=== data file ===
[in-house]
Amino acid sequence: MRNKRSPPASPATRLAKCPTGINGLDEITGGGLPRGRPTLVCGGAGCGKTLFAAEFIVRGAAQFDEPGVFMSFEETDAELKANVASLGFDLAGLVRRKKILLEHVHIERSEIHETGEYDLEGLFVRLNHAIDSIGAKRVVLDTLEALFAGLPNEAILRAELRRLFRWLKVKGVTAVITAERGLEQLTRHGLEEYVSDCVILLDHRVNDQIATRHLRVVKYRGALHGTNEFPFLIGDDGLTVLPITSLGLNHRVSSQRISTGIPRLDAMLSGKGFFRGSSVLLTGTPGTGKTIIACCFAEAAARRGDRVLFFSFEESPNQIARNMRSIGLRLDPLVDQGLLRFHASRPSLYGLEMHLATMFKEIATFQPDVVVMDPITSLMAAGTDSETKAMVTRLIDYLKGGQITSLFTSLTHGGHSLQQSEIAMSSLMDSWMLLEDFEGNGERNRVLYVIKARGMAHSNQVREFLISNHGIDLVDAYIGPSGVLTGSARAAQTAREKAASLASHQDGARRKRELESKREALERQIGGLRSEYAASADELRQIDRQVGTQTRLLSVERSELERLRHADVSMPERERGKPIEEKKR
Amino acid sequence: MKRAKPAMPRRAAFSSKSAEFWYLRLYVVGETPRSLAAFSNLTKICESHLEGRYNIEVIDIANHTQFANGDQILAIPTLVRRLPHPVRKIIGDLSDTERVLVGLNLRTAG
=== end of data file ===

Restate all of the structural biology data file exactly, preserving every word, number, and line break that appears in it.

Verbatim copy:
[in-house]
Amino acid sequence: MRNKRSPPASPATRLAKCPTGINGLDEITGGGLPRGRPTLVCGGAGCGKTLFAAEFIVRGAAQFDEPGVFMSFEETDAELKANVASLGFDLAGLVRRKKILLEHVHIERSEIHETGEYDLEGLFVRLNHAIDSIGAKRVVLDTLEALFAGLPNEAILRAELRRLFRWLKVKGVTAVITAERGLEQLTRHGLEEYVSDCVILLDHRVNDQIATRHLRVVKYRGALHGTNEFPFLIGDDGLTVLPITSLGLNHRVSSQRISTGIPRLDAMLSGKGFFRGSSVLLTGTPGTGKTIIACCFAEAAARRGDRVLFFSFEESPNQIARNMRSIGLRLDPLVDQGLLRFHASRPSLYGLEMHLATMFKEIATFQPDVVVMDPITSLMAAGTDSETKAMVTRLIDYLKGGQITSLFTSLTHGGHSLQQSEIAMSSLMDSWMLLEDFEGNGERNRVLYVIKARGMAHSNQVREFLISNHGIDLVDAYIGPSGVLTGSARAAQTAREKAASLASHQDGARRKRELESKREALERQIGGLRSEYAASADELRQIDRQVGTQTRLLSVERSELERLRHADVSMPERERGKPIEEKKR
Amino acid sequence: MKRAKPAMPRRAAFSSKSAEFWYLRLYVVGETPRSLAAFSNLTKICESHLEGRYNIEVIDIANHTQFANGDQILAIPTLVRRLPHPVRKIIGDLSDTERVLVGLNLRTAG